Contributors: Marcella Althaus-Reid, Russell Botman, Heup Young Kim, Christine Lienemann-Perrin, Mercy Amba Oduyoye, Joseph Small, M. Thomas Thangaraj, Hendrik M. Vroom, and Choo-Lak Yeow

Religious Experience Revisited

Expressing the Inexpressible?

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Edited by Thomas Hardtke, Ulrich Schmiedel and Tobias Tan

Religious Experience Revisited explores a dilemma which has haunted the study of religion since William James. Is religion rooted in experiences? Is religion rooted in expressions? How are experiences and expressions related? The contributors to this international and interdisciplinary compilation explore the possibilities and the impossibilities of a hermeneutics of religion. Combining theology and philosophy with biblical, cultural, historical and literary studies, they examine how religious experiences and religious expressions have been entangled in the past and in the present. These entanglements call for interdisciplinary conversations in which those who study experiences and those who study expressions can learn from each other in order to carve out important and instructive spaces for the study of religion.

The Absence of God

Exploring the Christian Tradition in a Situation of Mourning

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Piet Zuidgeest

This volume deals with the meaning of the Christian tradition to individuals, particularly in a situation of mourning.
The author formulates the relation of the tradition with the individual as a communicative (interpersonal and intrapersonal) conception of tradition. The meaning of the tradition is described in terms of a hermeneutic-narrative interpretation of classical texts. A practicum is presented as a form of guidance in mourning. The empirical exploration shows that the theme of the absence of God (presented in texts of the Psalms) has an important meaning. These texts give believers in grief the opportunity to cope with their loss.

Twenty-First Century Theologies of Religions

Retrospection and Future Prospects

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Edited by Elizabeth Harris, Paul Hedges and Shanthikumar Hettiarachchi

Within Christian theology, debates on the theology of religions have intensified over the last thirty or so years. This volume surveys the field and maps future directions in this expanding and important area of research. Both established experts and new voices address typological debates, comparative theology, multiple religious belonging or identity, and how dialogue between different religious traditions affects our understanding of these issues. Different perspectives and traditions are represented, and, while focusing upon debates in Christian theology, voices and perspectives from a range of religious traditions are also included. This volume is an essential tool for research students and established scholars working within the theology of religions and interreligious studies.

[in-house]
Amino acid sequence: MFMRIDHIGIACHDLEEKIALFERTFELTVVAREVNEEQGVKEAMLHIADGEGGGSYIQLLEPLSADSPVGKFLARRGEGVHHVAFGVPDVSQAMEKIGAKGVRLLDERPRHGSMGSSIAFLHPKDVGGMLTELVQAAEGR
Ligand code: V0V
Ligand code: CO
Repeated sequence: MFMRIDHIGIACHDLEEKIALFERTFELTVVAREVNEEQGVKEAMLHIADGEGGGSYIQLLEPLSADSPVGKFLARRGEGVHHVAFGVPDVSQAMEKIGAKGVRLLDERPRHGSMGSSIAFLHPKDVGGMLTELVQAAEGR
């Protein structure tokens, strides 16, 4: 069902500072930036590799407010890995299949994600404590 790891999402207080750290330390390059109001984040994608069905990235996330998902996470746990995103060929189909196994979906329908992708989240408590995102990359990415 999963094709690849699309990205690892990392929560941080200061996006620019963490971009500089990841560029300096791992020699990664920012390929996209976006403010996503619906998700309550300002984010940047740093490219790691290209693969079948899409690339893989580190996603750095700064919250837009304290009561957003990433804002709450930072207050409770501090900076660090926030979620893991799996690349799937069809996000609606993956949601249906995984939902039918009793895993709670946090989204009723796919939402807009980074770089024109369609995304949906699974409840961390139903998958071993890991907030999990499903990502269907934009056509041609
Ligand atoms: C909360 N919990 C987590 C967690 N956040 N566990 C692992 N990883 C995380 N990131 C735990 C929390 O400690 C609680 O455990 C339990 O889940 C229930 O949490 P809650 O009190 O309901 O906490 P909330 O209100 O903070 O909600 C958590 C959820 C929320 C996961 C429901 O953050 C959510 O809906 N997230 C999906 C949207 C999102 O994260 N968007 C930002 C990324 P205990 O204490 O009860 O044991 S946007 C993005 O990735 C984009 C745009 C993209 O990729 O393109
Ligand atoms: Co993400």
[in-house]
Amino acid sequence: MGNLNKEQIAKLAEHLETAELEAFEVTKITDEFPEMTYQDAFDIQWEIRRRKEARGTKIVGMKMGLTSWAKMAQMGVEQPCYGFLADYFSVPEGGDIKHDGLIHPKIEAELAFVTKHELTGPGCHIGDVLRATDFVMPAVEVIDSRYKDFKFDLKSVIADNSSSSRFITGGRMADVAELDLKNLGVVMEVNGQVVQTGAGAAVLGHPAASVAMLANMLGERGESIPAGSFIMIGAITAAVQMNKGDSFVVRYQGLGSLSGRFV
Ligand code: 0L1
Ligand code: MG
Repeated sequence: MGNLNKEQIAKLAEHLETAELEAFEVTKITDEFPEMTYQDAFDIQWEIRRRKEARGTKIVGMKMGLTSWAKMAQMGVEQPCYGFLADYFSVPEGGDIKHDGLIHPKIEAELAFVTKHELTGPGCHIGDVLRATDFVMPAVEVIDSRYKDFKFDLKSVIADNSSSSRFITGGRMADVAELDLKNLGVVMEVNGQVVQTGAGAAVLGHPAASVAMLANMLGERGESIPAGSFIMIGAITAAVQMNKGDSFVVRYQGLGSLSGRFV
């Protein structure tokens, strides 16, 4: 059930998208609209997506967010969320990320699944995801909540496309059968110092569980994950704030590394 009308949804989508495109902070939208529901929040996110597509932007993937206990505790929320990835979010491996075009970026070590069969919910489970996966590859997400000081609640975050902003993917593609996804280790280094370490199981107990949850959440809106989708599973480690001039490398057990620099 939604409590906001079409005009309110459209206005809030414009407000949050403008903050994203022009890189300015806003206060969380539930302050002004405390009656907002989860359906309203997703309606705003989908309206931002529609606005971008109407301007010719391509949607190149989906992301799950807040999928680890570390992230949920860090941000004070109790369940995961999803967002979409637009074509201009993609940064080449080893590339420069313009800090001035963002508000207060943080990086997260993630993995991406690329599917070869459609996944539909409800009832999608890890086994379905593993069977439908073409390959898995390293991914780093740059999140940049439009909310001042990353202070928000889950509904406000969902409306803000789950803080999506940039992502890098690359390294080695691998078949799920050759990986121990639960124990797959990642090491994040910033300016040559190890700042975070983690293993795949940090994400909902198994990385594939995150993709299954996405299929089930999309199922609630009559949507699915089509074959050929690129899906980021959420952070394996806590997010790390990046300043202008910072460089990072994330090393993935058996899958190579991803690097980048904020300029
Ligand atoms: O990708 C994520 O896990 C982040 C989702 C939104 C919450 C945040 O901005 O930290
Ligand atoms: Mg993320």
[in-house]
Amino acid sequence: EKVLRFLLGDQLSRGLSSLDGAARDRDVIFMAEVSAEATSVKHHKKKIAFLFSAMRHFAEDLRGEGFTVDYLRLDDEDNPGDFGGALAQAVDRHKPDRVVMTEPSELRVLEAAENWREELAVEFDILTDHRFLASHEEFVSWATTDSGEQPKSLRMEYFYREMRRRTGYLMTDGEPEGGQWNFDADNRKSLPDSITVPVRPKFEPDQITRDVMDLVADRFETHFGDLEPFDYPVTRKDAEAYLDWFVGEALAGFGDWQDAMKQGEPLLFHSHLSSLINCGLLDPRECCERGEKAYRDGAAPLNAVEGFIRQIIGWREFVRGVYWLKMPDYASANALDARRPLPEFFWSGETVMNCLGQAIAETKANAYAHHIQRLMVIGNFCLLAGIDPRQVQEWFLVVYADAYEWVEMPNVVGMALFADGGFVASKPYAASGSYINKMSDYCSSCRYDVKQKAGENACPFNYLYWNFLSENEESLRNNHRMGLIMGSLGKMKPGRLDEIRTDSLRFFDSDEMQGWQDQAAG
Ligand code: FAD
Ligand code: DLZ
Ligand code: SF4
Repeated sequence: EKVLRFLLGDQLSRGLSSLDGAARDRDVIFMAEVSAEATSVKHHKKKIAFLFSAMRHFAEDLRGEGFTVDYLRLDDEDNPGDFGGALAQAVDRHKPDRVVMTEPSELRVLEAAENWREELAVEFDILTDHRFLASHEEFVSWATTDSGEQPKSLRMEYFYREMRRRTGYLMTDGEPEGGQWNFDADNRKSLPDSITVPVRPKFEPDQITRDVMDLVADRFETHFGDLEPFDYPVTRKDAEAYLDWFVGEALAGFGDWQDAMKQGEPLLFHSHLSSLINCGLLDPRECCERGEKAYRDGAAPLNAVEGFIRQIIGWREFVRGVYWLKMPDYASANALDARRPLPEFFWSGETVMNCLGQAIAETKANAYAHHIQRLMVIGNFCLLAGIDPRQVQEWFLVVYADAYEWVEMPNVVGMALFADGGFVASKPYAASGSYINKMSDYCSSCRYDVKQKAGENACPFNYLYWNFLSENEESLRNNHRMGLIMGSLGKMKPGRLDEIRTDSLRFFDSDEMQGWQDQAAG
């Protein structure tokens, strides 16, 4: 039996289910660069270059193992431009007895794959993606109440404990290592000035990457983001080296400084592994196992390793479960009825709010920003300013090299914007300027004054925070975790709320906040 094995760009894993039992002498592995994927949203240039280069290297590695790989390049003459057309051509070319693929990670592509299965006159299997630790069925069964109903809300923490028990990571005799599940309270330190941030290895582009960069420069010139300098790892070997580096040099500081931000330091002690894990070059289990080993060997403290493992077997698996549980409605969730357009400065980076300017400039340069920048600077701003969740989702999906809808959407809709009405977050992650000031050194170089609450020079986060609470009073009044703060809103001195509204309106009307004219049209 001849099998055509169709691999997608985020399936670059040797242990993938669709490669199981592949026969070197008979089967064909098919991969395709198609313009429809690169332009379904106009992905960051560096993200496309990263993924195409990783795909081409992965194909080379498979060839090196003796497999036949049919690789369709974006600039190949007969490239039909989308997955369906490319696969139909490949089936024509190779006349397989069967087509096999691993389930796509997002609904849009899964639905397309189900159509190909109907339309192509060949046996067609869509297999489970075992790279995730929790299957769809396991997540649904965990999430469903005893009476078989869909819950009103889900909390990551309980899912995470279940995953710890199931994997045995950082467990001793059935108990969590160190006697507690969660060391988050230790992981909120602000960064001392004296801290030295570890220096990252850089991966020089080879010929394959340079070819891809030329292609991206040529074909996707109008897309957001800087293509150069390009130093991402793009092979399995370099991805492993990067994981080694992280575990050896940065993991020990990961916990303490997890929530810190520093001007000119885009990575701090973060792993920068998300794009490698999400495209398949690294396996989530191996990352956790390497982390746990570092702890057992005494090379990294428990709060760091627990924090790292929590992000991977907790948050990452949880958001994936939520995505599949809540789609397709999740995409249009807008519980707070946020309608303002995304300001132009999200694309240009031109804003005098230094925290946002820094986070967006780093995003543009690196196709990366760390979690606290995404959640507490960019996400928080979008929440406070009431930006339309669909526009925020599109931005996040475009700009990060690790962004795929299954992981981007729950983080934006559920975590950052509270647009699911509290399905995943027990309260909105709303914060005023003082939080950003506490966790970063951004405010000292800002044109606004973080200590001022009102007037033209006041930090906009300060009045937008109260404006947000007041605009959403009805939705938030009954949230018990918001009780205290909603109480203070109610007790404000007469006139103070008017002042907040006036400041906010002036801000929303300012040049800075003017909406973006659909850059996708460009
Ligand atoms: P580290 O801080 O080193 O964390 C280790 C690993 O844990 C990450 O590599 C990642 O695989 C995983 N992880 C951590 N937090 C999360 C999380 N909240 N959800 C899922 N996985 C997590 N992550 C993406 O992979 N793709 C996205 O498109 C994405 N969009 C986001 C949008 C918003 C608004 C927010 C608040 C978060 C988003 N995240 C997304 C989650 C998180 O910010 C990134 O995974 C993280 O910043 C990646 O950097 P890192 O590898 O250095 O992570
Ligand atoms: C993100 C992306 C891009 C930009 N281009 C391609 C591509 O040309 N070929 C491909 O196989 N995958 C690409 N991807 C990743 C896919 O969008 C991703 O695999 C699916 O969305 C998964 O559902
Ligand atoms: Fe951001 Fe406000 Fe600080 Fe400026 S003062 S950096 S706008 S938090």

Contributors are: Graham Adams, Tony Bayfield, Abraham Velez de Cea, Gavin D’Costa, Reuven Firestone, Ray Gaston, Elizabeth Harris, Paul Hedges, Shanthikumar Hettiarachchi, Haifaa Jawad, Kristin Beise Kiblinger, Paul F. Knitter, Oddbjørn Leirvik, Marianne Moyaert, Mark Owen, Alan Race, Sigrid Rettenbacher, Perry Schmidt-Leukel, Leonard Swidler, Philip Whitehead, Janet Williams, Ulrich Winkler.

Naming and Thinking God in Europe Today

Theology in Global Dialogue

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Edited by Norbert Hintersteiner

Is there a new need and place for God-talk in Europe? The present volume both confirms this and opens up new questions for discussion. It shows how different traditions of naming and thinking God in Europe draw on various theoretical and philosophical foundations that are in competition with one another in many ways. Due to socio-cultural, historical and political divides between Eastern and Western Europe, these theological traditions often suffer from isolation and mutual misunderstanding. Can the inherent tensions and conflicts be understood more adequately?
While exploring a variety of approaches in Europe on the topic, several authors also ask: How can God be named and thought in Europe, which finds itself in the midst of complex crosscultural and interreligious processes - particularly as immigration increases and peoples of non-Christian faith traditions name and think God in ways that differ from and sometimes conflict with Europe's dominant religion(s) and secular culture? What function and impact will traditional God-talk have in a globalizing Europe as religions such as Islam, Hinduism, and Buddhism move into the foreground?